Fast Food Giants Chicken Out

By Jim Pearce, Investing Daily, Tuesday, February 23

The Great Chicken Sandwich War of 2021 is on! Last week, Burger King announced that it will introduce a new chicken sandwich later this year. The wholly owned subsidiary of Restaurant Brands International (NYSE: QSR) boldly states, “We Won’t Half A** a New Chicken Sandwich.”

Take that, Popeye’s! A few years ago, Popeye’s ignited a stampede on its restaurants after introducing its new chicken sandwich. And since Popeye’s also is a subsidiary of QSR, the two companies may be viewed more as allies in the fast-food war against McDonald’s (NYSE: MCD) than as bitter rivals.

McDonald’s is set to unveil its new take on the chicken sandwich at the end of this week as part of its “Accelerating the Arches” growth strategy. Soon, fast-food consumers will have several gourmet chicken sandwiches to feast upon.

That’s great news if you are not vegan, but what does that mean for shareholders of the two companies? Will sales of the new sandwiches simply replace sales of their other products, or will they bring new diners into their restaurants?

Either way, the restaurants stand to benefit. The wholesale price of beef has doubled over the past 30 months. Over the same span, the price of chicken has dropped by a third.

Even if overall sales are flat, profit margins should expand as consumers replace beef with chicken. Already, most chains now offer a non-meat alternative to beef. But those sandwiches are more expensive, driving away budget-conscious consumers. Hence, the pivot towards much cheaper chicken.

Where’s the Beef?

All the excitement over the new sandwiches from Burger King and McDonald’s may explain the 6% drop in Wendy’s (NSDQ: WEN) over the past month. Four months ago, the company introduced its new take on the chicken sandwich. Wendy’s is currently offering two chicken sandwiches for $5 to entice diners from trying its rivals’ new offerings.

There is a lot of market share up for grabs. The coronavirus pandemic has forced consumers out of full-service restaurants. As a result, many of them have turned to the drive-thru window at fast-food restaurants as a relatively cheap and easy way to have someone else do the cooking.

The proof is in the numbers. Three weeks ago, McDonald’s reported a 5.5% increase in U.S. same-store sales during the fourth quarter of 2020 compared to the prior year. However, sales and earnings came in below expectations due to severe COVID-19 dining restrictions overseas.

In two weeks, Wendy’s will release its Q4 results. If its recent share price behavior is any indication, it appears Wall Street does not believe those numbers will be any better. The problem isn’t that fast food restaurants are performing poorly. It’s that given the circumstances, they should be performing better than they are.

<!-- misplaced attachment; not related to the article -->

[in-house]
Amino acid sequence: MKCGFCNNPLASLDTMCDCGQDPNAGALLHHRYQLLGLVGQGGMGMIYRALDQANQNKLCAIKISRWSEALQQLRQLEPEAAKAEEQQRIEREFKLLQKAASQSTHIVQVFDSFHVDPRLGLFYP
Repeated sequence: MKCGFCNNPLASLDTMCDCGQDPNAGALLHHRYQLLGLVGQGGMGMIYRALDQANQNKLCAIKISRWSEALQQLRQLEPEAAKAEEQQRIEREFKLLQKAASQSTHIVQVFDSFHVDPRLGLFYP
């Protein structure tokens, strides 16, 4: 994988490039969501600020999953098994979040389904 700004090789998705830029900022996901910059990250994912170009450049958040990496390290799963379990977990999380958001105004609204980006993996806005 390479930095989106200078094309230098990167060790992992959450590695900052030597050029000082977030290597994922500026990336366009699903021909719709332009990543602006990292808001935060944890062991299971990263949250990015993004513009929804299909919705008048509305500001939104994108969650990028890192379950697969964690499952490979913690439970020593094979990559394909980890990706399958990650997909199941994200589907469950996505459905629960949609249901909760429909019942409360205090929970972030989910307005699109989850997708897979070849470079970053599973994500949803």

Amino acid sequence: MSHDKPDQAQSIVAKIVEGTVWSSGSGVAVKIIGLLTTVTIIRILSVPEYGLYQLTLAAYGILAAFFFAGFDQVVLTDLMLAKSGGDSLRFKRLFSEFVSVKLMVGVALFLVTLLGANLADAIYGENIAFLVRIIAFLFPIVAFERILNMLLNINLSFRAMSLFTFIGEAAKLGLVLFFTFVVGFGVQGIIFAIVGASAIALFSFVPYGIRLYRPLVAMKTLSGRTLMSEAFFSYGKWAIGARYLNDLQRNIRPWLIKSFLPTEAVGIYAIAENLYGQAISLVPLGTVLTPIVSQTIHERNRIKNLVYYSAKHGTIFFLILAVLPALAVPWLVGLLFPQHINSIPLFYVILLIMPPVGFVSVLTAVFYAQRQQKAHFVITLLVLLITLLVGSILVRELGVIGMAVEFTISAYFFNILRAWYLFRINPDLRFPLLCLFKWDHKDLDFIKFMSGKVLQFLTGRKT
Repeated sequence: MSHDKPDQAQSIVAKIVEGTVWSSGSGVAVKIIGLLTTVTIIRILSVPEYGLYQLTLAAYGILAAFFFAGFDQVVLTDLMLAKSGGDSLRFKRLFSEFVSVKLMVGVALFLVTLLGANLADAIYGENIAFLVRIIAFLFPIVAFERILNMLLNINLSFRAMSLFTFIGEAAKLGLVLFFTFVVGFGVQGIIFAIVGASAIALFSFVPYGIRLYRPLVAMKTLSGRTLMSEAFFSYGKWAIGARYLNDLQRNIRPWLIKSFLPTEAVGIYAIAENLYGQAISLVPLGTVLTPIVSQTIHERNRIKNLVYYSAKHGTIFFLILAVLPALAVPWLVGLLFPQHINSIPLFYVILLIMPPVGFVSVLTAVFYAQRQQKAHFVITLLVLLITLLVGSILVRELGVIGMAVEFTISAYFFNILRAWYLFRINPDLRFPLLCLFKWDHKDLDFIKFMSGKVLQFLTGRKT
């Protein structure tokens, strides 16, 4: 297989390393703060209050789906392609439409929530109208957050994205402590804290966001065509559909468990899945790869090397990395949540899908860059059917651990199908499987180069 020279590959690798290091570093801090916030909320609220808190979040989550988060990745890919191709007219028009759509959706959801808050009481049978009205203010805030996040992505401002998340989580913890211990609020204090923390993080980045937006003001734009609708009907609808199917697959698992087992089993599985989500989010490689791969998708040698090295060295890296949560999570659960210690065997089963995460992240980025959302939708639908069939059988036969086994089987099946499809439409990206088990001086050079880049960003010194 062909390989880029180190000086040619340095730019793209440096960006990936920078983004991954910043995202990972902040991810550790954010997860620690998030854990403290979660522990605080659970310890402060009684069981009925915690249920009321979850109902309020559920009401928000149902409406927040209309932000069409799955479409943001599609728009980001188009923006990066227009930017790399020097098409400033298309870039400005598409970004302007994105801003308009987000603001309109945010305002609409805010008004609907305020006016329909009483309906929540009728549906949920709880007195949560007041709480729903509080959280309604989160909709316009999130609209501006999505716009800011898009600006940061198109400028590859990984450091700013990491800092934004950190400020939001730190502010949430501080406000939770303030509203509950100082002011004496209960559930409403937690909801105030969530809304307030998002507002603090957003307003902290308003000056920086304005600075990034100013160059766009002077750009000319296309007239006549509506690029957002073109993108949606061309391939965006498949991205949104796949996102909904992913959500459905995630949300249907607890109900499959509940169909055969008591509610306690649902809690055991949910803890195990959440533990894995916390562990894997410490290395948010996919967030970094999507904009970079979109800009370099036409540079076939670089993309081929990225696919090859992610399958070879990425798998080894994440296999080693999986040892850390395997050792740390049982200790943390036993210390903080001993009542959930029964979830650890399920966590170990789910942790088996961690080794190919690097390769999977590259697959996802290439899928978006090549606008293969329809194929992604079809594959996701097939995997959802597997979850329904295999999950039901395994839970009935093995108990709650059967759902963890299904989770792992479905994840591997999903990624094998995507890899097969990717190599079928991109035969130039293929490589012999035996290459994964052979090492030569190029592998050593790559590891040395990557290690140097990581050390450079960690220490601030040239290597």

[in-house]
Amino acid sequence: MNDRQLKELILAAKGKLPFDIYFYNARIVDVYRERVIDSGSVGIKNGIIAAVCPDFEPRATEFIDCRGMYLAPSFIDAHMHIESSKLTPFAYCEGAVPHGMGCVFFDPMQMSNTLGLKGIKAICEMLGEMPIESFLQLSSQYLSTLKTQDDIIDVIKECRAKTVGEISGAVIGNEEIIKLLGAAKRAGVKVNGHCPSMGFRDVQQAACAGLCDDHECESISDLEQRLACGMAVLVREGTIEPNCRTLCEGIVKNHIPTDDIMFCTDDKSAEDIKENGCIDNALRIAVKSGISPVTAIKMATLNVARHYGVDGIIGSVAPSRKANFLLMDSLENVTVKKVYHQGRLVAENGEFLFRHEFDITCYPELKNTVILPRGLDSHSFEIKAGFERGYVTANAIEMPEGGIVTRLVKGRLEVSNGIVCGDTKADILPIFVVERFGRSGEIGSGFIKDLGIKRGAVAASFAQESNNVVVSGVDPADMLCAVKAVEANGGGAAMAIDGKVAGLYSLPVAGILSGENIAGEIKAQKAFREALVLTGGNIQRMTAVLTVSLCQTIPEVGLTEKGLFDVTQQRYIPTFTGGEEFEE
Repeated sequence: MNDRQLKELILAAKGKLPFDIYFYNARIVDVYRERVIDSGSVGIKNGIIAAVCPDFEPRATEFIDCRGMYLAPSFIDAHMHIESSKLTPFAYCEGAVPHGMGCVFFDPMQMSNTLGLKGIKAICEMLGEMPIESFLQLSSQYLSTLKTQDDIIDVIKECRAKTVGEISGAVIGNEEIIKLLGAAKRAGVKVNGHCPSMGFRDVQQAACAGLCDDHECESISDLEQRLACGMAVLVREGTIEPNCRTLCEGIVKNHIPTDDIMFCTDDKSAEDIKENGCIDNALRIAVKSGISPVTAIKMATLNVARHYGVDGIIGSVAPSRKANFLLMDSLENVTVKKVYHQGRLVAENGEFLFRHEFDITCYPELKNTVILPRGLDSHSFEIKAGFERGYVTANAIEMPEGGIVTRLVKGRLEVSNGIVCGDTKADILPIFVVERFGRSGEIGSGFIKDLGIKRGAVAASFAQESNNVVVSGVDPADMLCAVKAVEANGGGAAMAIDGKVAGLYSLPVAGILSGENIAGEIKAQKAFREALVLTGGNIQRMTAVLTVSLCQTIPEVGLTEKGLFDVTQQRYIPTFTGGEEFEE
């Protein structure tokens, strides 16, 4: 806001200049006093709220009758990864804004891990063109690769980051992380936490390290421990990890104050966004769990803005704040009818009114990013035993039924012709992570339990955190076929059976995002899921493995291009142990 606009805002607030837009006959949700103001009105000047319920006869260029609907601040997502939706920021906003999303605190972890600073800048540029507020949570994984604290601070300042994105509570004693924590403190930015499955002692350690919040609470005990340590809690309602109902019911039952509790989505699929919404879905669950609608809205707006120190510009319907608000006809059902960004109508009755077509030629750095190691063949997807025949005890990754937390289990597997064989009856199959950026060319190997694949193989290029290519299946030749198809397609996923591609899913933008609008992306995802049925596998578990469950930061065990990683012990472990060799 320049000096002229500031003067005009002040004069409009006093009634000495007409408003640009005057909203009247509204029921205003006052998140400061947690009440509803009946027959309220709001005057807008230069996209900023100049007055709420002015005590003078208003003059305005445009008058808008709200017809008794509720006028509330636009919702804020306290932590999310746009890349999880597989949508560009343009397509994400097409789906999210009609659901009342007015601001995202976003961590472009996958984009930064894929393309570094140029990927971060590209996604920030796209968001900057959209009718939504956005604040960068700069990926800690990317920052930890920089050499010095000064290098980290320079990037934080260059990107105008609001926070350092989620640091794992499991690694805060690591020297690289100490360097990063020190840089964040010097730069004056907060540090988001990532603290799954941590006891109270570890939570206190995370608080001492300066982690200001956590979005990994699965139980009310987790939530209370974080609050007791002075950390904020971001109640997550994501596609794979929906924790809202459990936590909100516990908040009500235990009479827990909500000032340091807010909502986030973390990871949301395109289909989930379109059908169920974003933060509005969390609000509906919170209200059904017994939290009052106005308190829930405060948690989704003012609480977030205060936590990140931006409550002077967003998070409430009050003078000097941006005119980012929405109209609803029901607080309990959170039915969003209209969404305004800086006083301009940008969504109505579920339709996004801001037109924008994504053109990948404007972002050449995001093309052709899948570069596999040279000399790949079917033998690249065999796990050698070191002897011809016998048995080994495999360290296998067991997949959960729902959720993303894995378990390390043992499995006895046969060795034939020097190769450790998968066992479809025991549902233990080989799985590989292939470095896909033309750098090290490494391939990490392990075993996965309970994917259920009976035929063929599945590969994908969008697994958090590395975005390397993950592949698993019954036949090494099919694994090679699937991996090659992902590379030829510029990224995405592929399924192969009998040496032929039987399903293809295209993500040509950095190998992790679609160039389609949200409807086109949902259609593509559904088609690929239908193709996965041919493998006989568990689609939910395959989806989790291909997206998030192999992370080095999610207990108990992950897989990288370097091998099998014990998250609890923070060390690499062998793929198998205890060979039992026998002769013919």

The reality is that the fast-food industry needs to do something to attract investor attention. Over the past six months, share prices for all of the stocks cited above have been flat while the S&P 500 Index has surged 17% higher.

Put a Fork in It

The concern isn’t affordability. There is a lot of pent-up demand for full-service dining. Americans saved money at twice the normal rate during the second half of last year so they can afford it.

The issue isn’t the food and beverage industry, either. Over the past six months, the Invesco Dynamic Food & Beverage ETF (PBJ) gained 13%. The fund’s top three holdings are Monster Beverage (NSDQ: MNST), Keurig Dr Pepper (NSDQ: KDP), and Hershey (NYSE: HSY).

The problem is that demand for traditional fast-food has a lower price ceiling than for almost all other forms of dining. Rather than attempt to raise that ceiling by upgrading their restaurant facilities while full-service restaurants sit idled, they are lowering the floor by transitioning to chicken as their primary sandwich meat. The fear on Wall Street is that once the pandemic is over, diners will flock back to their favorite restaurants.

At the same time, there is growing social pressure to raise the minimum wage in the United States. Although a jump from $7.25 to $15 an hour is unlikely, an increase of several dollars an hour is politically feasible. The fast-food industry relies heavily on low-cost labor to maintain healthy profit margins. If labor costs go up, the only place to offset that financial outflow is by reducing food costs.

Transitioning to a cheaper type of meat will help reduce costs in the short run. However, competition will eventually result in those cost savings dissipating as the fast-food chains battle for market share.

For all those reasons, the fast-food industry faces an uphill battle this year. Don’t let all the clucking over their new chicken sandwiches fool you.

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